Another popular Bridge Camera feature is the articulated LCD screen. This allows you to comfortably shoot subjects at awkward angles. It can also be utilised to minimise glare when taking photographs in bright conditions.

Many models also offer HD video recording as well as other bonus features such as GPS for automatic geotagging. This is a great feature if you are planning on using the camera while travelling.

Many see Bridges as being neither here nor there. They are not as convenient as Standard Compacts and are not as advanced as DSLRs. As they cater to a slightly more specialised market they also tend to be slightly more expensive than Standard Compacts. However despite their limitations however they remain a popular choice.

Pros: Robust, powerful zoom, allows the photographer a degree of control over their images, great for outdoor activities and travel.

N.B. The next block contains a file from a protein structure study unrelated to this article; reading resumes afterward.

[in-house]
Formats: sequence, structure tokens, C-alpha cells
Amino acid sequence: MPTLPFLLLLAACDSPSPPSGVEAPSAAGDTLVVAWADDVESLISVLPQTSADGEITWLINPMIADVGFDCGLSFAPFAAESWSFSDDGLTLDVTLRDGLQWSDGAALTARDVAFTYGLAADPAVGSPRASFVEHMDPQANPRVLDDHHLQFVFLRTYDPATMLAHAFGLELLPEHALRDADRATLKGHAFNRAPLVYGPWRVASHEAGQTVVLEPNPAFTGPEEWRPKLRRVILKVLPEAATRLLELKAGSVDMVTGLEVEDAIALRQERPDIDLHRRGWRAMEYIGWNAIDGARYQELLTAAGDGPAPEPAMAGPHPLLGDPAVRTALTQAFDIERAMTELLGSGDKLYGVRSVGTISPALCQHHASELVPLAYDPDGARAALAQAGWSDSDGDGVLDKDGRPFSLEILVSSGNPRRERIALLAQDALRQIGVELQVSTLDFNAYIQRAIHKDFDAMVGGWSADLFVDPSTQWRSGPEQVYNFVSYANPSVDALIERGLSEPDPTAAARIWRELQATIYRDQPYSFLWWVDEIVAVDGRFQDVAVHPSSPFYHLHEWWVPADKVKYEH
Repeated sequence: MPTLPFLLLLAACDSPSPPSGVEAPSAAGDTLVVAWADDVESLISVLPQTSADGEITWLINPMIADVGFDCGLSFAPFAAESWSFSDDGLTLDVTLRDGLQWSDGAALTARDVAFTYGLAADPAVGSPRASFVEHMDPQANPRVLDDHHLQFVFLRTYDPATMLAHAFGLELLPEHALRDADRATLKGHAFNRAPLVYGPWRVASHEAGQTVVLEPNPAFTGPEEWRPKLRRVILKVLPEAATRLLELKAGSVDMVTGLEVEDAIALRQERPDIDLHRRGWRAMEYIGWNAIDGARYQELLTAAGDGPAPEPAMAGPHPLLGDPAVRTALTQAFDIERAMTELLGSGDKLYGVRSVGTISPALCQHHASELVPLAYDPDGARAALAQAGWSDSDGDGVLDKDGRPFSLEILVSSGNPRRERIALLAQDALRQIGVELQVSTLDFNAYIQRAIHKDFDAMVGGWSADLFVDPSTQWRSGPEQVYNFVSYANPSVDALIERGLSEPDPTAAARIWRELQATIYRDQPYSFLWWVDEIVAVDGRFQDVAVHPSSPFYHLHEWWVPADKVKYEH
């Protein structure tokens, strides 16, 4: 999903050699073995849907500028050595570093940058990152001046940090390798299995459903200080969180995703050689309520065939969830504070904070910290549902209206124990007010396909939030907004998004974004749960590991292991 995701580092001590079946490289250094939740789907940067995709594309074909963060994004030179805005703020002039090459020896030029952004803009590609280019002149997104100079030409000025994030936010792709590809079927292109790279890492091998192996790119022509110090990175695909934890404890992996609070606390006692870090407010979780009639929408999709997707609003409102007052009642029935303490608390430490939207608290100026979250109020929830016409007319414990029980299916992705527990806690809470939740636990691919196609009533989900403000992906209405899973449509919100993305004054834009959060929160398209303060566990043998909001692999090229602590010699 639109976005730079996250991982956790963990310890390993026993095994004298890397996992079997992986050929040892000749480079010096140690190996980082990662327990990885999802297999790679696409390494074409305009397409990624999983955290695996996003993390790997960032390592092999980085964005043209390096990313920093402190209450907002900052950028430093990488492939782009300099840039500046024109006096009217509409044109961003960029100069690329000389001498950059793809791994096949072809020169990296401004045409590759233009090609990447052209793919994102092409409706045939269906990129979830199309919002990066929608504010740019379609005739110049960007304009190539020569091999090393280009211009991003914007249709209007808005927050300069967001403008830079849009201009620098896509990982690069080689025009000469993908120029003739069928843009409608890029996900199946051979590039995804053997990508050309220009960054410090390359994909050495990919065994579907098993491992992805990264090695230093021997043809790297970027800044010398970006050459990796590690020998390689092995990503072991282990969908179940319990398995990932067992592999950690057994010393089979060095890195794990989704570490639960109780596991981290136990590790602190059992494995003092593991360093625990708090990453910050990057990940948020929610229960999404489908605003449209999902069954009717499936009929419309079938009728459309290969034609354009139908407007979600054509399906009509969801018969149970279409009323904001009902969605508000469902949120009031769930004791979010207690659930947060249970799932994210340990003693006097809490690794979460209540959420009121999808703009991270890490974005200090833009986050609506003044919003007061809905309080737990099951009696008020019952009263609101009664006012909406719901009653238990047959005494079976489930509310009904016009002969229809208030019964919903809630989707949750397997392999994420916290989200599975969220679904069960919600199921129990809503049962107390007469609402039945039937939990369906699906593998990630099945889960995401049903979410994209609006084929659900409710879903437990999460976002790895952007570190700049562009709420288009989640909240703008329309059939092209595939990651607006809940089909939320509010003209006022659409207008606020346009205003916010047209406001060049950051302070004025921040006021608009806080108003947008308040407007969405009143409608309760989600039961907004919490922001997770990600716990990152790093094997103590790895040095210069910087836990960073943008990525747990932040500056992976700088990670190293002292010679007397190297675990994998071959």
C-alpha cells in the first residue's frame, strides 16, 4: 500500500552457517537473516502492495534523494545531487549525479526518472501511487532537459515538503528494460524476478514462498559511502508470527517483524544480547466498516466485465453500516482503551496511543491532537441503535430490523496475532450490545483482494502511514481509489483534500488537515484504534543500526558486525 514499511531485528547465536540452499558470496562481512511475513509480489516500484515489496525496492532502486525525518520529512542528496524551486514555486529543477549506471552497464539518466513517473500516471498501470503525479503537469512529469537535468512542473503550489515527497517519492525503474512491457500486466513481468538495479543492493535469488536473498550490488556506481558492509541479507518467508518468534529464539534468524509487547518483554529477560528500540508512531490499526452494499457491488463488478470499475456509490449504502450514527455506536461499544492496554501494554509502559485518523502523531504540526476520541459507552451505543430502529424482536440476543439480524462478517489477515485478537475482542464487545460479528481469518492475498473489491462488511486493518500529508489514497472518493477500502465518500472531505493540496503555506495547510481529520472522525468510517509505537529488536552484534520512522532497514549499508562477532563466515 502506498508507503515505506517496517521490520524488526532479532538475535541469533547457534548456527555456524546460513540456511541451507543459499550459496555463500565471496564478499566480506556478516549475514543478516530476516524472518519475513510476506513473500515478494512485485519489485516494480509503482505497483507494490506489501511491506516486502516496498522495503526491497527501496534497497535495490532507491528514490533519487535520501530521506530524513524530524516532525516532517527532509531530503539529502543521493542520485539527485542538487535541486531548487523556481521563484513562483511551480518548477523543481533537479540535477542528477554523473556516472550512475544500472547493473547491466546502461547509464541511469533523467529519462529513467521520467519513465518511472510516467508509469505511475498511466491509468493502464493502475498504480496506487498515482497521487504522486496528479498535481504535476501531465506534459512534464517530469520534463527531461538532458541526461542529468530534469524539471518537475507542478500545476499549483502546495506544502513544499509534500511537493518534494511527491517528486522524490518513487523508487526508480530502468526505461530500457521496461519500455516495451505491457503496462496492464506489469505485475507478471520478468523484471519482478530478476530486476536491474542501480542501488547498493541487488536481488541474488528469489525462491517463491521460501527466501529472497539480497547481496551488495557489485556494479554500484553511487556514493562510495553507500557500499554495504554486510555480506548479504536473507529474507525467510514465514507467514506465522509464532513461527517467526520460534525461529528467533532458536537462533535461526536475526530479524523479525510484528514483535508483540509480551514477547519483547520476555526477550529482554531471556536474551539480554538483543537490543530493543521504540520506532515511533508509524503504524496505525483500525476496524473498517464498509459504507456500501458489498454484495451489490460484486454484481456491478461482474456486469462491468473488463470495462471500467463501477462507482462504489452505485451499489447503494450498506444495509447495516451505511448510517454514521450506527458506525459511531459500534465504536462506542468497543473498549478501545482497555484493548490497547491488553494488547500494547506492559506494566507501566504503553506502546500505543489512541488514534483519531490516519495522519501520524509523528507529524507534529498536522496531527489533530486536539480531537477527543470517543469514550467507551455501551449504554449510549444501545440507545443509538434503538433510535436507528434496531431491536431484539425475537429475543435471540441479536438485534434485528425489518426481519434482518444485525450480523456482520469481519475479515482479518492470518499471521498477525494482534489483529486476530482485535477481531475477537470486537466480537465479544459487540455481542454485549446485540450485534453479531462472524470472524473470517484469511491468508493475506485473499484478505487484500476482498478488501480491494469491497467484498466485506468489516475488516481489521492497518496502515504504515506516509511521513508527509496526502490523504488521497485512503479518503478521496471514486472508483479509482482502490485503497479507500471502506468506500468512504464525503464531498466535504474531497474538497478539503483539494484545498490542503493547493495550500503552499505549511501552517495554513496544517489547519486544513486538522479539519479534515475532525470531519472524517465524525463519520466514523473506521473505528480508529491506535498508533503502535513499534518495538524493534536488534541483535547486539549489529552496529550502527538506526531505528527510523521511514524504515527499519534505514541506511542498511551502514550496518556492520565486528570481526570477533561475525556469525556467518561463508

Cons: No interchangeable lenses, slightly bulkier than a regular compact.


Compact Mirrorless System

A relative newcomer to the market these combine the capabilities and features of the DSLR with the portability and affordability of the Compact. Seen by some as the future of photography the Compact Mirrorless System is rapidly growing in popularity.

As the name suggests these cameras don't have the internal mirror which is a standard feature of DSLRs. This means that they are can be significantly smaller than DSLRs, often only slightly bigger than a Standard Compact. The downside is that they also lack the optical viewfinder of DSLRs. However the presence of an electronic viewfinder compensates for this somewhat.

Unlike a Standard Compact or Bridge Camera the Compact Mirrorless System has interchangeable lenses, which are often lighter and more portable than those that come with DSLRs. This offers the photographer more versatility and control over their image, as well as better portability when compared to a DSLR. However as they are newer to the scene there are not as many compatible lenses available when compared to a DSLR.